How Not To Make a Terrible Record

my lips are for blowing

 

I was pondering on the fate of the mighty Dr Feelgood and how they failed to make any great albums after Wilko Johnson left. It wasn’t just about Johnson’s guitar playing and song writing, they still had good songs and good guitar players. It was also to do with the lack of identity the band experienced after Wilko left. This meant that the every record the band made subsequently was a reflection of the producer they were offered at the time.

Let’s be honest, virtually every band makes more records than are strictly necessary. Here’s my set of rules to any band that would ensure that no one has to make (or listen to) a substandard record again.

 

Stick to what you are good at.

This is not necessarily a plea for musical conservatism but usually a band comes to prominence because they are good at what they do. Dr Feelgood were a great live R&B band, they were not a great soft rock band as their album ‘Classic’ shows. The Stones were great at blues influenced pop and later blues influenced rock, their ‘Satanic Majesty’s album was a bit of a mess. Bob Dylan is a great singer songwriter, his covers are painful. The problem is we just can’t forget the 60’s, in the space of months bands would transfer their allegiances from R&B covers to psychedelic wig outs. It’s not going to happen again… leave it !

Lay off the Drugs

The history of music making is one of classic fuck ups. Drugs can be creative we know that but an album like Love’s ‘Forever Changes’ only happened after the band realised they had to get their act together rather than sprawling about stoned. Again, it’s the bleedin 60’s which are at the heart of this, drugs really did help bands unlock new music, no one takes LSD anymore (why?). Ever since then it’s been a downhill struggle with drugs, cocaine has been responsible for so much shallow shit from the 80’s and 90’s, lets just assume that lots of drugs in the studio is going to be a bad thing. A band off their heads either produce self indulgent nonsense or just let the producer get on with it which is a mistake. See below.

Don’t let the Producer get on with it.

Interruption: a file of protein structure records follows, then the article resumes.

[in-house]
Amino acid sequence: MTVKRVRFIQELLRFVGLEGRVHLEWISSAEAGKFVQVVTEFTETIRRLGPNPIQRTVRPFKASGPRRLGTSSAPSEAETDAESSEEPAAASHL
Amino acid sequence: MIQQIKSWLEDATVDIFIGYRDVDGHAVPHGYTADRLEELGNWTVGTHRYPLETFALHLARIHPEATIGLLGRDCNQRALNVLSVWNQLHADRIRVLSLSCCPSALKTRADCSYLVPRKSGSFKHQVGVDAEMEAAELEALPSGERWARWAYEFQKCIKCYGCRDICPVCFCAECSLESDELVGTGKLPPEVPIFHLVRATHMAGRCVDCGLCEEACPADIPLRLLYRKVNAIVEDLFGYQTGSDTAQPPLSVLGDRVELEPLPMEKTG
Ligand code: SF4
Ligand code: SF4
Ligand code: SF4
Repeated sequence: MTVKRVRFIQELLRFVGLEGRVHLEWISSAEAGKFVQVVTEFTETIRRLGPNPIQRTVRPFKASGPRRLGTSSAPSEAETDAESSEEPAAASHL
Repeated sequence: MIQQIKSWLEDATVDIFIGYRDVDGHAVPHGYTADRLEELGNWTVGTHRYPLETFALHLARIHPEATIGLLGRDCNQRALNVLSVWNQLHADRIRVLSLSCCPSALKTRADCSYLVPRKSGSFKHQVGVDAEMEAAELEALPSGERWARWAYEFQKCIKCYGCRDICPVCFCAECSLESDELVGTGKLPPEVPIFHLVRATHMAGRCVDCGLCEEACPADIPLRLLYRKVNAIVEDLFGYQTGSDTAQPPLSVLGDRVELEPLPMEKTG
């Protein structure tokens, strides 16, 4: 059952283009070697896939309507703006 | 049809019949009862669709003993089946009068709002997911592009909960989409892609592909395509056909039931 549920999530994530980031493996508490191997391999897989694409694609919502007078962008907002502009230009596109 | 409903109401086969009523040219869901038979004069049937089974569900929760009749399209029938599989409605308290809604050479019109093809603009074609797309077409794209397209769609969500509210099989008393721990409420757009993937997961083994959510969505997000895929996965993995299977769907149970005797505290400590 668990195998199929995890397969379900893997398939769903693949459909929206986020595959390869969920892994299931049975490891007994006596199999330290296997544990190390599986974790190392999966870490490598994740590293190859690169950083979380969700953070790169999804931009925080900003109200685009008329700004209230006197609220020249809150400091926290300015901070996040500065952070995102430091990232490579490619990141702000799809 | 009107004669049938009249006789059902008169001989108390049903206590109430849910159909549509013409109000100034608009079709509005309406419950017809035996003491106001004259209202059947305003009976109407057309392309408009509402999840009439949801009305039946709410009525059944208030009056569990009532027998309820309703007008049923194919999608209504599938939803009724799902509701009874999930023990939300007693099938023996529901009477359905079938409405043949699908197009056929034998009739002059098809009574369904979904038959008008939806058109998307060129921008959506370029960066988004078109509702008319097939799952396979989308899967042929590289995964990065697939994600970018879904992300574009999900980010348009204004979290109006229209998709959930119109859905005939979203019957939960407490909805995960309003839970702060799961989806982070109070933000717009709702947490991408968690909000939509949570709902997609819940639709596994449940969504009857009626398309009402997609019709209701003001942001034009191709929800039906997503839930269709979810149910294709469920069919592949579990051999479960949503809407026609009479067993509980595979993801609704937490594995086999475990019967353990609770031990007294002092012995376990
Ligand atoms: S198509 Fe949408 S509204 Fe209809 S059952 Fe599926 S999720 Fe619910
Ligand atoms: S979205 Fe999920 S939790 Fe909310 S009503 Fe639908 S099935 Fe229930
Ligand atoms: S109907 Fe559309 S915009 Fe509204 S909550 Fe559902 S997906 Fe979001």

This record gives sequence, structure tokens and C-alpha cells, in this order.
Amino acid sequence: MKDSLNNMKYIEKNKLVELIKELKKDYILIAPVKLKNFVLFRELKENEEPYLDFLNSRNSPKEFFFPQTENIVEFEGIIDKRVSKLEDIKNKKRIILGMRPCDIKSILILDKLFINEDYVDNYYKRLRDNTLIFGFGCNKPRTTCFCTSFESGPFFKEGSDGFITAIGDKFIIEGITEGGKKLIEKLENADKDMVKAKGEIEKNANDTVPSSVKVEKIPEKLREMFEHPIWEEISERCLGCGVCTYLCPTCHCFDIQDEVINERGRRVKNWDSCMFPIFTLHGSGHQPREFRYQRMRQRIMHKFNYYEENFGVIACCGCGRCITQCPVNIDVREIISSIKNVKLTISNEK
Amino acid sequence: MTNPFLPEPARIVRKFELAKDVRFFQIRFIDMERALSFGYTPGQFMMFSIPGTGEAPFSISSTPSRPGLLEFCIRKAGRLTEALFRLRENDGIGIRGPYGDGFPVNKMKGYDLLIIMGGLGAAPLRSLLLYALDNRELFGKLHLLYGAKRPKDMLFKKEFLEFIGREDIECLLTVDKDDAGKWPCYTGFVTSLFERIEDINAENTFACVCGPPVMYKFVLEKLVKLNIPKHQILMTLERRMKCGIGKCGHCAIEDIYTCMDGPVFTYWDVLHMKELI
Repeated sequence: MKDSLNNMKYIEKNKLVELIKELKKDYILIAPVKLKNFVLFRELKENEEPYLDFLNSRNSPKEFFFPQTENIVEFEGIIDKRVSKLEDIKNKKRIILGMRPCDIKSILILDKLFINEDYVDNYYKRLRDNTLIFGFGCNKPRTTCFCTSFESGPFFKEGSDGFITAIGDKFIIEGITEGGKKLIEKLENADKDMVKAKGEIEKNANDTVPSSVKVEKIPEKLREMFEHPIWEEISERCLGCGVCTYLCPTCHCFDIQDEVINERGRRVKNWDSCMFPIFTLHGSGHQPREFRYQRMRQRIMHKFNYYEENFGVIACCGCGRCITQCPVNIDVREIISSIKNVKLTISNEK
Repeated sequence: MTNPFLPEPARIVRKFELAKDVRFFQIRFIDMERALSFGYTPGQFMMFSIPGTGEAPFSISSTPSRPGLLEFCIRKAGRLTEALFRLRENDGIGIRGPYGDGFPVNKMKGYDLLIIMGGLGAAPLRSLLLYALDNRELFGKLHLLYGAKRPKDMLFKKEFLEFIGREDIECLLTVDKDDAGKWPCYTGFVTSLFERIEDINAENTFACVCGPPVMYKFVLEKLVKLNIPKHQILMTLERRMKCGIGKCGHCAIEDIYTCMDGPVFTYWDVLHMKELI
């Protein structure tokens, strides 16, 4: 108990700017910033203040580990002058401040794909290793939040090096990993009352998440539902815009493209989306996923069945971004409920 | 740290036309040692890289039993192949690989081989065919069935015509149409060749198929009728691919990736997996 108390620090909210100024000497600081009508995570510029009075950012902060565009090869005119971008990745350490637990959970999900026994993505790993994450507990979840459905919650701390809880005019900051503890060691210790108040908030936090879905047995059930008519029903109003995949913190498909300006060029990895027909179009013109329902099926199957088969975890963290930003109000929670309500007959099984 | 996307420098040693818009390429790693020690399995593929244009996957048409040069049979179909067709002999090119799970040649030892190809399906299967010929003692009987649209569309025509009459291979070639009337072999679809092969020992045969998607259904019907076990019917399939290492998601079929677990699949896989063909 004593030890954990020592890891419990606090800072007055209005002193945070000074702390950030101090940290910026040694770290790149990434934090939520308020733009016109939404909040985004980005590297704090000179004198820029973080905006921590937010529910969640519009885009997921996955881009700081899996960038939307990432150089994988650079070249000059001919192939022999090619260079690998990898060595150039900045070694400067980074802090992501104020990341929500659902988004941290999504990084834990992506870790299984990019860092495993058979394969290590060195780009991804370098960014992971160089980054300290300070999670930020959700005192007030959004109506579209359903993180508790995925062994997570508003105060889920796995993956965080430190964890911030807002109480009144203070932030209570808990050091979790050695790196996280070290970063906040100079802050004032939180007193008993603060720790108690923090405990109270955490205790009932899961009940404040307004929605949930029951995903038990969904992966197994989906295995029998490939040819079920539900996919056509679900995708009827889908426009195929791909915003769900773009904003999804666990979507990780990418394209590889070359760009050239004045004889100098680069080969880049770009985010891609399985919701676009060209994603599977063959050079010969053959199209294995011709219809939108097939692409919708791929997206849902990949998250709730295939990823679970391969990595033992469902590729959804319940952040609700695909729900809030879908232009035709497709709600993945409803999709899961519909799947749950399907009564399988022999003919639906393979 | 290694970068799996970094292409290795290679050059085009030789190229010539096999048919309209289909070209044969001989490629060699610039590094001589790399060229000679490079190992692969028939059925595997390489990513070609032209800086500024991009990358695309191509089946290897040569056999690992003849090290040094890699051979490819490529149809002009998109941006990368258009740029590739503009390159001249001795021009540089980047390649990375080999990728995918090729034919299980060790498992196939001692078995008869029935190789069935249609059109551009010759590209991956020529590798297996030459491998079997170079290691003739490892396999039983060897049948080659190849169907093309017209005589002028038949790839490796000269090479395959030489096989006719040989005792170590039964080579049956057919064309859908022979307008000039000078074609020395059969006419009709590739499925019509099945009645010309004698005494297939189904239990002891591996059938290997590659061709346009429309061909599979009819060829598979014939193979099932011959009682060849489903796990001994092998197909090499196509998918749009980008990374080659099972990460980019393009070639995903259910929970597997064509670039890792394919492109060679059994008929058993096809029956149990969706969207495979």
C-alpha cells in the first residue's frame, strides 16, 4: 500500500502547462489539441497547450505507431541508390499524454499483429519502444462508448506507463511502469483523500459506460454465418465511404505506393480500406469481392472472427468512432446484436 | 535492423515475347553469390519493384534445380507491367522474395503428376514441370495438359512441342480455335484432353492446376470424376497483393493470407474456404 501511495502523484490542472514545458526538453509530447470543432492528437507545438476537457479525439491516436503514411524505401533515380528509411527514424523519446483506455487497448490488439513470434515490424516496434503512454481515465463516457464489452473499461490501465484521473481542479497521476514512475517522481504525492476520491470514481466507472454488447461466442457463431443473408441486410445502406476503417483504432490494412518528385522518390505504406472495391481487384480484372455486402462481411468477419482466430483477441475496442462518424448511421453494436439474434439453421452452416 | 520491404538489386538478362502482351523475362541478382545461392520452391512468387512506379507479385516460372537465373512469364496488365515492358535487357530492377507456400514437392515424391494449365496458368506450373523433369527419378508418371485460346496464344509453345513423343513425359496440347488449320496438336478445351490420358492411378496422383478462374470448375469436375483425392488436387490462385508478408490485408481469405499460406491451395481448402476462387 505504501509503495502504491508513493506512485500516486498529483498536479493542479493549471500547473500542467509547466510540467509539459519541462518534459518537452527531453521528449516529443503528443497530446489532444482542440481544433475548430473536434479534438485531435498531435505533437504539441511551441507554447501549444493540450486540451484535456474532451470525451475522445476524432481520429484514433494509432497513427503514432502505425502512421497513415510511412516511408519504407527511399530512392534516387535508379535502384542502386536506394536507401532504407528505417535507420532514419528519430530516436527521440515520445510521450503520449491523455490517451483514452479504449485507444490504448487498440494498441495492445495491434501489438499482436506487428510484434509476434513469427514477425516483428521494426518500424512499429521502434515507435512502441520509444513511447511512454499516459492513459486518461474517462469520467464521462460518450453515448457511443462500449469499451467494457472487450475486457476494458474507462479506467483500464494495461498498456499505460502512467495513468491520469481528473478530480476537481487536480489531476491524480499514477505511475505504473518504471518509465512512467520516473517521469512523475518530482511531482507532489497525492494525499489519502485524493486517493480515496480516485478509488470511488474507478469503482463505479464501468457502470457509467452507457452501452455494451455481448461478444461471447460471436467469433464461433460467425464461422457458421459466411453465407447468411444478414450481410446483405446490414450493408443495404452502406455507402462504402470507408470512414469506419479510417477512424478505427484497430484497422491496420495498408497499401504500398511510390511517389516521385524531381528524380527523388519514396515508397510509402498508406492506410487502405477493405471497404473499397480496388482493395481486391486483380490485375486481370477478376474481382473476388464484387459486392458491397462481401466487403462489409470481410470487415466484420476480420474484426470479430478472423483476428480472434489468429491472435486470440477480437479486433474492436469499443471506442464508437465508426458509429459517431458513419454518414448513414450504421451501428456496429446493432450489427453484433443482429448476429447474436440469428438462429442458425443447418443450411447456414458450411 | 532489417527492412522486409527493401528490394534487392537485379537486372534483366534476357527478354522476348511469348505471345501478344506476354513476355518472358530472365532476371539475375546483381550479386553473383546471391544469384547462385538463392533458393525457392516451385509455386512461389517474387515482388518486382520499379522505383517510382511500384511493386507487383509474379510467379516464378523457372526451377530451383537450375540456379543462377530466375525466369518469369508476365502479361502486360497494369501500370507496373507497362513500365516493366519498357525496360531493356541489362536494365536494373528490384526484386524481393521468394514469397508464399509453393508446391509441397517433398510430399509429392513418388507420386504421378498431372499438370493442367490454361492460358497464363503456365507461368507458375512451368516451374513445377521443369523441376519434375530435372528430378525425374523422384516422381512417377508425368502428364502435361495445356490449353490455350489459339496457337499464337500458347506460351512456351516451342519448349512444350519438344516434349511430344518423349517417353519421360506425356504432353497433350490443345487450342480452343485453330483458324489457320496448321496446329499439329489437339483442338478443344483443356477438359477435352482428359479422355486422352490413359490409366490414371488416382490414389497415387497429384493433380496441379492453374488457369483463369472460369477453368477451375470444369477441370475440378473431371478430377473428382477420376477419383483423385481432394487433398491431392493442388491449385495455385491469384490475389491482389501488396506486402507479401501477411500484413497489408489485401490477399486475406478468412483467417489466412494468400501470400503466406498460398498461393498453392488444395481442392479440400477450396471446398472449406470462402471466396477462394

Post George Martin the producer evolved from the bloke who sat behind the mixing desk and said ‘jolly good chaps, that’s a take’ to someone approaching god. We have now reached the stage where the producer is the single most important person on a lot of projects turning gossamer thin songs into YouTube sensations. There are great producers like Joe Boyd who bring out the best in the best in the natural qualities in a band and dictators who threaten to shoot you if you don’t get the bass part right in one take. Occasionally a bit of tension helps, there have been strange combinations which almost worked like Sandy Perlman producing the Clash’s ‘Give em enough Rope’, when the band subsequently turned to Guy Stevens to produce ‘London Calling’ they discovered a man unhinged enough to smash things up in the studio to create ‘ambience’. That was a good producer! Almost always the bad producer choice is the record company’s idea. Essentially they have signed a band they like but then want to change them, the idea inevitably will be to make them ‘more commercial’. This almost always has the consequence that it will diminish everything that was good about the band in the first place. If Mutt Lang has been called in you had better like big drums if its T Bone Burnette or Daniel Lanois be prepared for lots of ambient sound whether you want it or not, if it’s Phil Spector you have to be comfortable with loaded firearms on the mixing desk. If the producer is a bigger name than the band then be very wary. Invariably bands pretend to like the production if makes them more popular and slag it off when, inevitably, it just alienates the old fans without gaining any new ones.